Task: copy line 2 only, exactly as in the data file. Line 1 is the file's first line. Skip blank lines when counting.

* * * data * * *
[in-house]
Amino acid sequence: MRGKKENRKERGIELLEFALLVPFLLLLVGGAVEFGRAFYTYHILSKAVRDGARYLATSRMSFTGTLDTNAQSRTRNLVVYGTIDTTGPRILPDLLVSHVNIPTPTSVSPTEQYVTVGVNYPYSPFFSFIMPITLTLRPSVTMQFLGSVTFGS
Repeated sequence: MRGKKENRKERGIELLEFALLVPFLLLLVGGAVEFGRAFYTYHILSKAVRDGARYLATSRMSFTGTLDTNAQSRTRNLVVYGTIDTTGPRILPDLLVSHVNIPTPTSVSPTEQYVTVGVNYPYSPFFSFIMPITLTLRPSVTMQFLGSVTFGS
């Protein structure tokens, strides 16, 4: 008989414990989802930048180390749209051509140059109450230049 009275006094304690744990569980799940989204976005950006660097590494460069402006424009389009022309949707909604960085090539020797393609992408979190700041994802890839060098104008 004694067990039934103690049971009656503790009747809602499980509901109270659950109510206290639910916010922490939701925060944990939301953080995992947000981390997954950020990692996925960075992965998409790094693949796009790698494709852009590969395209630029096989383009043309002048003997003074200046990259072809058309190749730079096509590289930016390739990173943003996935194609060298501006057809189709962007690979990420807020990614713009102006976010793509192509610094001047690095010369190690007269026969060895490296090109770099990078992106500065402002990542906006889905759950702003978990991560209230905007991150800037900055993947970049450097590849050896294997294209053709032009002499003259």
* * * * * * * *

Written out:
Amino acid sequence: MRGKKENRKERGIELLEFALLVPFLLLLVGGAVEFGRAFYTYHILSKAVRDGARYLATSRMSFTGTLDTNAQSRTRNLVVYGTIDTTGPRILPDLLVSHVNIPTPTSVSPTEQYVTVGVNYPYSPFFSFIMPITLTLRPSVTMQFLGSVTFGS